HBP Software

The HBP funded the development of the high-level software for the SpiNNaker machine, which allows the users to describe their networks using the python based PyNN description language, which the software then compiles and executes on the machine, and extracts and converts the results after completion.  This software is written mainly in Python, as this is then directly compatible with PyNN.

However, the code that executes on the SpiNNaker machine itself is written in C code.  This is compiled for the ARM cores using gcc, but it is also then converted into a more compact form that can be extracted easily when loaded on to the cores of the machine.  This requires that the C code is what is known as “bare metal”, meaning that it does not have a nice Linux kernel underneath to protect the user from themselves.  This means that the code does not benefit from memory protection – meaning that errant code can even overwrite the instruction memory itself or overwrite structures in the SDRAM used by other cores!  This requires a certain level of skill from the developers both in construction and in debugging, a skill set that is now integrated into the Research IT team.

The SpiNNaker allocation service was written using Java, as this needed a certain amount of multi-threading that is not easy to come by in Python.  It was also found useful to convert some of the Python code into Java to enable faster loading of data on to and reading back of results from the machine, again making use of the easy parallelism provided by this language.

Looking to the Future

The project has achieved many things over its duration, all with major contributions from the software [2][3] built with the help of Research IT.  The software is now deployed on the HBP EBRAINS Jupyter portal [4] which uses the proxy service to allow any EBRAINS user in the world to use the machine.  It has also been integrated with the HBP Neuro-robotics environment, enabling the NRP robots to use SpiNNaker neural network “brains”.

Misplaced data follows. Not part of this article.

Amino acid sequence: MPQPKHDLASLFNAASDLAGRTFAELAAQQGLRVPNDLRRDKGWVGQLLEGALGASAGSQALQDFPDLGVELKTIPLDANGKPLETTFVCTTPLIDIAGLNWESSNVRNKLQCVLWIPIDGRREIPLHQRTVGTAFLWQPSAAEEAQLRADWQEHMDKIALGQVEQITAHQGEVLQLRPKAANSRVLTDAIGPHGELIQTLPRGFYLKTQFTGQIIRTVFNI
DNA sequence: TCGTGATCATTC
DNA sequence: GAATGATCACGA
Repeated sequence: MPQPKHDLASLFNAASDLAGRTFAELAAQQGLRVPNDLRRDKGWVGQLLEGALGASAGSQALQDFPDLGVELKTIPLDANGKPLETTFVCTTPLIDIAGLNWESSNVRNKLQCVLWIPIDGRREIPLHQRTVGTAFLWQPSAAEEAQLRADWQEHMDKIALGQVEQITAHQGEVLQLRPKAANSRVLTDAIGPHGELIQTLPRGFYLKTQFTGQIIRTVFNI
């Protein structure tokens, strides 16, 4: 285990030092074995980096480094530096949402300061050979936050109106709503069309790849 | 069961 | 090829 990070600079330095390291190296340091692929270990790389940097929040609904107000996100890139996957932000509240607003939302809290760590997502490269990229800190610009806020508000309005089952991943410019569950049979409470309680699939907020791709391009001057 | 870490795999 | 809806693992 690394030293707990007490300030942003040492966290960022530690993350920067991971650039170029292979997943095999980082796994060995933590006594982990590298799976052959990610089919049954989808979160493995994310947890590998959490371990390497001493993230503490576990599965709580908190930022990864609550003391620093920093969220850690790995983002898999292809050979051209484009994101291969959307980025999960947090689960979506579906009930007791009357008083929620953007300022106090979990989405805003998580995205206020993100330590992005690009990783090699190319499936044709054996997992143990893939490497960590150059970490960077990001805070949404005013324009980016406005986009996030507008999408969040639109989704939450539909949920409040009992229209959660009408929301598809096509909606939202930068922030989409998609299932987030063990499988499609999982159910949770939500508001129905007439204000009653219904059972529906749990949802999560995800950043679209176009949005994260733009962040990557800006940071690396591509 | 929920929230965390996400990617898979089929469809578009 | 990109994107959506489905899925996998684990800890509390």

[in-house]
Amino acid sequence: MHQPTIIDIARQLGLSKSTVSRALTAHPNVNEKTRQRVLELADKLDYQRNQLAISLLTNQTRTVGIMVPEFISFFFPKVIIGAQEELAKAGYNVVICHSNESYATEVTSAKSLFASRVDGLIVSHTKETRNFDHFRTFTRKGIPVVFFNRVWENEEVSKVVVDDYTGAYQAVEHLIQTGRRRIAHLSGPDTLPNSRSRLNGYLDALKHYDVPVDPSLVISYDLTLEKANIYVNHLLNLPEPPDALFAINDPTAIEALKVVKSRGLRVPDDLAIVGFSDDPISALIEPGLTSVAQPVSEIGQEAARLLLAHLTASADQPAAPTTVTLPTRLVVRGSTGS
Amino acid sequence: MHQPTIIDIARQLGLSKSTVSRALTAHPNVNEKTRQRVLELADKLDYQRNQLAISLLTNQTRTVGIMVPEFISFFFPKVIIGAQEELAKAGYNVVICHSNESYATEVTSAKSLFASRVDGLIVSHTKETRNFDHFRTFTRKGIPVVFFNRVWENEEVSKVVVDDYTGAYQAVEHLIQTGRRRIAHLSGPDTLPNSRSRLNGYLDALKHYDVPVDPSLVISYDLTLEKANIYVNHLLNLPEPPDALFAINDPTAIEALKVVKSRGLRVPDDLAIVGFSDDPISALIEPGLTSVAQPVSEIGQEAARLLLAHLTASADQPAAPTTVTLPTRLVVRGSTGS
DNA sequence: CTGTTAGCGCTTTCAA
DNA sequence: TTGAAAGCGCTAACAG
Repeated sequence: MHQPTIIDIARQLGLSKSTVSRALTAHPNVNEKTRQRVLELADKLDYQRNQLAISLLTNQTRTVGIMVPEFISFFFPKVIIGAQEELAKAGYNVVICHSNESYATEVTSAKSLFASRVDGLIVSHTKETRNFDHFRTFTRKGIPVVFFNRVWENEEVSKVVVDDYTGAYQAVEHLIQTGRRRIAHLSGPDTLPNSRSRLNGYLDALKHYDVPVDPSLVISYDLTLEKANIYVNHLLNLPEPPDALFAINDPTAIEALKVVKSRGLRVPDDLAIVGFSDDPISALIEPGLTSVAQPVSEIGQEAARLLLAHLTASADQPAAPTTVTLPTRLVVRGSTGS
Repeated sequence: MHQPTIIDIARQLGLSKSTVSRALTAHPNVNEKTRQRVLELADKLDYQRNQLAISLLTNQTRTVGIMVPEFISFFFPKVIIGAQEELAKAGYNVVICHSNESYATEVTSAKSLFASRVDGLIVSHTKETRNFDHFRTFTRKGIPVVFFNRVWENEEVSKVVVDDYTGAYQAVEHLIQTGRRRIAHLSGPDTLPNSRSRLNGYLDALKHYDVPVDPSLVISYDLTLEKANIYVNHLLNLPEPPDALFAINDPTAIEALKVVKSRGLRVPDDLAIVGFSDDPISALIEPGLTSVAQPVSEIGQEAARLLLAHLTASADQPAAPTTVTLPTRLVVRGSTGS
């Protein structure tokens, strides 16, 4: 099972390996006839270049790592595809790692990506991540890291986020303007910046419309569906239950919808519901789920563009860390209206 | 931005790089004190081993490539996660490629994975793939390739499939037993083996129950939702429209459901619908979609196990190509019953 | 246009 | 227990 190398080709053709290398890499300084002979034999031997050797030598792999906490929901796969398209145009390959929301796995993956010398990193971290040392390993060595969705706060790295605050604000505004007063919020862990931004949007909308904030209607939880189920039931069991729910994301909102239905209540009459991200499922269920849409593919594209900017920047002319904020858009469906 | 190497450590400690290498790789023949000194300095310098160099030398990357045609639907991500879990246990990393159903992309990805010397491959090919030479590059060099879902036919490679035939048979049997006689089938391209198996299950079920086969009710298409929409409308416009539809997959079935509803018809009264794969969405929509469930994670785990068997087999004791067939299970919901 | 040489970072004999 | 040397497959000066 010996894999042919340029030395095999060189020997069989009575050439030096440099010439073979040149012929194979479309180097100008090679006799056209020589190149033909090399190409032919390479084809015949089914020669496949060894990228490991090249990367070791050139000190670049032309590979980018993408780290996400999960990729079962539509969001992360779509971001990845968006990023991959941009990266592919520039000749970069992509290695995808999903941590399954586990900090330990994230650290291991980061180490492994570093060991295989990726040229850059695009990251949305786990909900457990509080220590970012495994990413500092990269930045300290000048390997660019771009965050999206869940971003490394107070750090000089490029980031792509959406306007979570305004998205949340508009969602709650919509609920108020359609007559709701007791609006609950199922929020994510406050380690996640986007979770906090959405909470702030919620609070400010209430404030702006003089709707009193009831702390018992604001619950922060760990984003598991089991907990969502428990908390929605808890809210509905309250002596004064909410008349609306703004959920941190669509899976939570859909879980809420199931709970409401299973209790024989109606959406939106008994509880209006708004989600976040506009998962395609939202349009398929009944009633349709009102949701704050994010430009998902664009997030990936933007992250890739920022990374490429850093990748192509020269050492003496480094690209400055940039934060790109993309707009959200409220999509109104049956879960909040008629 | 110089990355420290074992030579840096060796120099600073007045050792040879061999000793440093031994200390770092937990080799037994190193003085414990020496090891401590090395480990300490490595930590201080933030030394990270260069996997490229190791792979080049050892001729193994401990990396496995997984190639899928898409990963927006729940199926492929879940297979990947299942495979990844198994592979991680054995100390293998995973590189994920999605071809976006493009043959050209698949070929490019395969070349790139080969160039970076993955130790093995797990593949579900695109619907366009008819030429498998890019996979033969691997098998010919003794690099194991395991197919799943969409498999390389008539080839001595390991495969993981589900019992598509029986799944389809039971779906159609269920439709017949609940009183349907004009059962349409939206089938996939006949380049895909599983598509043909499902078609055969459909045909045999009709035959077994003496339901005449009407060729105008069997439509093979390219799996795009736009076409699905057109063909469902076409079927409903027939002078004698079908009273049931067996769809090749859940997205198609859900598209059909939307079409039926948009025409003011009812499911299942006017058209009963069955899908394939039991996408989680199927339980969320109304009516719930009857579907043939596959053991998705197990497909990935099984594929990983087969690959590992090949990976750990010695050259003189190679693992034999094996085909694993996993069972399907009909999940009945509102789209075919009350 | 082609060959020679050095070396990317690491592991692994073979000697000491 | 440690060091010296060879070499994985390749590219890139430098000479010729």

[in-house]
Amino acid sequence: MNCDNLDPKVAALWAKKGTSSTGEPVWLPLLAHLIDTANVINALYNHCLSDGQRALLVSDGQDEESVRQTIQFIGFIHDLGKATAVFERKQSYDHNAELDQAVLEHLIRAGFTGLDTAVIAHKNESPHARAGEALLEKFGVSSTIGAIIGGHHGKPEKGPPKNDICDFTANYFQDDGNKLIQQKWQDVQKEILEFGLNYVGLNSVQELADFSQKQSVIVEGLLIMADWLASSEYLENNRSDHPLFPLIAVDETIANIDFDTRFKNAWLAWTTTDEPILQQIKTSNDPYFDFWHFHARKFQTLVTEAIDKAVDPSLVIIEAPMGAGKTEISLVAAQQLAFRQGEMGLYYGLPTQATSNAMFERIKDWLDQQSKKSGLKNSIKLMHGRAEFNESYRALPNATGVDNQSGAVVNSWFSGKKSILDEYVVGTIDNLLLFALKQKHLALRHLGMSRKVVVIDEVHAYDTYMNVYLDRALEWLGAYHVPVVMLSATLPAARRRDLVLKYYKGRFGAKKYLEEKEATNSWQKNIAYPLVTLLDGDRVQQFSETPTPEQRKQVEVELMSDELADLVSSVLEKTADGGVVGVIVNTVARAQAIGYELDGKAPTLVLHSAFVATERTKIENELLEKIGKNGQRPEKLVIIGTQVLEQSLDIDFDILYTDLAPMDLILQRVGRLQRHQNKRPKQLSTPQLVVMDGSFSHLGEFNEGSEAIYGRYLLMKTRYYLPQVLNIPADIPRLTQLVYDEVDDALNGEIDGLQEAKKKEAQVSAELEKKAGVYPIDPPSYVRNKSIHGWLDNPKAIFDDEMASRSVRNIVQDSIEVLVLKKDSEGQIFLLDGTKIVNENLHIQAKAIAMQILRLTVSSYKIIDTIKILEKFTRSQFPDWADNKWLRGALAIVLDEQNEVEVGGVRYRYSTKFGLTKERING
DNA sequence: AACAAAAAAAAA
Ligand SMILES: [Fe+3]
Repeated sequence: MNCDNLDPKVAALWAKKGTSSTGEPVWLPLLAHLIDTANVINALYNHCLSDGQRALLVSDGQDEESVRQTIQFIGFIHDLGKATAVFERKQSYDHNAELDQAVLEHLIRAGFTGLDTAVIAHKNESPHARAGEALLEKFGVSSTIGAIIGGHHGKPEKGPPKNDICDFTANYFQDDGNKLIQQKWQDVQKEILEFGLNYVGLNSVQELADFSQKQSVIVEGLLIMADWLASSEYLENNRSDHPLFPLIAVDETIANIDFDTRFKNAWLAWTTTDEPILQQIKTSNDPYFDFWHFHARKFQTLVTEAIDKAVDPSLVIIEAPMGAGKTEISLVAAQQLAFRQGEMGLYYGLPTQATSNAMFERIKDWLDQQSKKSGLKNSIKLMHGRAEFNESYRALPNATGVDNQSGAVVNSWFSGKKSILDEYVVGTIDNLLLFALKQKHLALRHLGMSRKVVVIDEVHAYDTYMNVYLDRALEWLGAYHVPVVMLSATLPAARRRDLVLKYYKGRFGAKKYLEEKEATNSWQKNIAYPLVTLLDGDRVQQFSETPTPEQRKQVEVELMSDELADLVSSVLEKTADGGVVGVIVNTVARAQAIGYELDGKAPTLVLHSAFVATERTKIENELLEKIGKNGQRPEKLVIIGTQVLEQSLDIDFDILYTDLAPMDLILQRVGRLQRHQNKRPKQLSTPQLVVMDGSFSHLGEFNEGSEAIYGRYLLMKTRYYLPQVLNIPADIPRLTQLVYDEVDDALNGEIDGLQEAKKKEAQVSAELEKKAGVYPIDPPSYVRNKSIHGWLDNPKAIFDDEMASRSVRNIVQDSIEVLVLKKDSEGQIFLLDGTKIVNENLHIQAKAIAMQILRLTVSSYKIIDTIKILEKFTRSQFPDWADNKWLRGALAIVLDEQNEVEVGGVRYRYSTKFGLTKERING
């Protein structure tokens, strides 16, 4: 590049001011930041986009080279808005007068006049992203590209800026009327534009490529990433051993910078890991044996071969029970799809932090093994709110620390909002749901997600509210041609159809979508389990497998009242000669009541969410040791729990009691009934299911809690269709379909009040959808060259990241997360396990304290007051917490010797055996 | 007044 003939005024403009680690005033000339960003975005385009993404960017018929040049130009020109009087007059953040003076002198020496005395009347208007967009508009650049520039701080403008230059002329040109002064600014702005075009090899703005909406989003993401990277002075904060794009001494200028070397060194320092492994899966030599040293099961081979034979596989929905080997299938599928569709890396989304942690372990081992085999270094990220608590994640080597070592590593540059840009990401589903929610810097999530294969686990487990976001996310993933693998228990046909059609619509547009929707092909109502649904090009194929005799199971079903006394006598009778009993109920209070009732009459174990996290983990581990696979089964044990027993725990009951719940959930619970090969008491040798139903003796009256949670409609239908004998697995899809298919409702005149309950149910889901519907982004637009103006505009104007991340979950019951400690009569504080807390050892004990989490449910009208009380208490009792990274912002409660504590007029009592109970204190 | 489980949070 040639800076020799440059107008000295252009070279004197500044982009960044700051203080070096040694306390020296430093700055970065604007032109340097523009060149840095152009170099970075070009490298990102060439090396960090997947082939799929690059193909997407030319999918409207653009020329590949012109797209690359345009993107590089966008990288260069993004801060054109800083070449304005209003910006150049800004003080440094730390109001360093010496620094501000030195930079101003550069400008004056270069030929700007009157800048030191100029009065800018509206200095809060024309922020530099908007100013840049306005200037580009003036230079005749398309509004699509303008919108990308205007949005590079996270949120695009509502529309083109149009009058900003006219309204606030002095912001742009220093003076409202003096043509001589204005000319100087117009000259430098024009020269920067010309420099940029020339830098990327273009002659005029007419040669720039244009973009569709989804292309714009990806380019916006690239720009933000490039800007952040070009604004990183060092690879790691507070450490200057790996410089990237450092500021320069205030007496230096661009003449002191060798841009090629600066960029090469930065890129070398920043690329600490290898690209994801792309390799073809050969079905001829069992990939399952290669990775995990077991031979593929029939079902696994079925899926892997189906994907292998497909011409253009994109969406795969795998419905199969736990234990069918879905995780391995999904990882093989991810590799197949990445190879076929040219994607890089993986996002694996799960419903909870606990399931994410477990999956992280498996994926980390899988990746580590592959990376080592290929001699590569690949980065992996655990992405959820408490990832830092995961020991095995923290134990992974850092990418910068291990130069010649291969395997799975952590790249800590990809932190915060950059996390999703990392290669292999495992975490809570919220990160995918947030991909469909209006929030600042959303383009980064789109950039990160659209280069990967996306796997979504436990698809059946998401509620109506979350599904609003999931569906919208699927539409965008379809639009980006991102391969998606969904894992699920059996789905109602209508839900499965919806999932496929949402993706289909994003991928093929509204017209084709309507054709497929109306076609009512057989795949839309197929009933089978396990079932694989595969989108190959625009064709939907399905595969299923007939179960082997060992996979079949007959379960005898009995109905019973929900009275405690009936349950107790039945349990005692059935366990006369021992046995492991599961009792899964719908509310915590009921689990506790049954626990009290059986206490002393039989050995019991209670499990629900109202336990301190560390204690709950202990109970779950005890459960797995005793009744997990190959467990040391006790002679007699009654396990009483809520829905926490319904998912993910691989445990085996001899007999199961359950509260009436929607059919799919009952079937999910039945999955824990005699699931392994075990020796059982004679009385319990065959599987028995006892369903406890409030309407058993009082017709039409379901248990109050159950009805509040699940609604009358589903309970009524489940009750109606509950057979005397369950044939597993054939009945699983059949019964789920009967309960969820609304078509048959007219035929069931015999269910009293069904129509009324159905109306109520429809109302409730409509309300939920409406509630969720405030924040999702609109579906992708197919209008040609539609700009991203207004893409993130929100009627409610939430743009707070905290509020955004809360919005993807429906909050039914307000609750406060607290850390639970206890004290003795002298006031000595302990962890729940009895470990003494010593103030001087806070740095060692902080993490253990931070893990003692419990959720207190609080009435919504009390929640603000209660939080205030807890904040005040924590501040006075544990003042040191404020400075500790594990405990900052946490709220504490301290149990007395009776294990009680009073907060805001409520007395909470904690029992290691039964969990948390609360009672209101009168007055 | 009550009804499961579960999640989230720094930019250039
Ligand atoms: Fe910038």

Future 1

The software has allowed the first neuromorphic simulation of a 1mm-squared area of brain cortex and was the first platform to run this in real-time [5] (meaning that the simulation takes as long to run as the simulated time span) and has since gone on to run a multi-area cortical model which requires nearly half of the million-core machine.  The software has also been enhanced to support high-bandwidth input required to use a “silicon retina”[6], a device that works like a biological retina in the eye to detect changes in the intensity of light to produce spikes.  This can enable visual input into the neural network, and the software has also been extended to support convolutional neural networks of the sort used in many of today’s AI applications.

Future 3

Finally, the software has also enabled the running of a new algorithm for classification on SpiNNaker, known as BitBrain [7], which is now the subject of a patent.


Although the Human Brain Project has now finished, work still continues on SpiNNaker, and more projects are upcoming and to be staffed with Research Software Engineers from Research IT.  The next generation of SpiNNaker 2 chips [8] has now been co-developed with TU Dresden, and the software now needs to be adapted to work with the new chips.  As more projects become funded, Research IT is the obvious first place to look for people to work on the software, with so much experience and expertise available in the team.  The SpiNNaker project looks forward to continuing this relationship for the foreseeable future.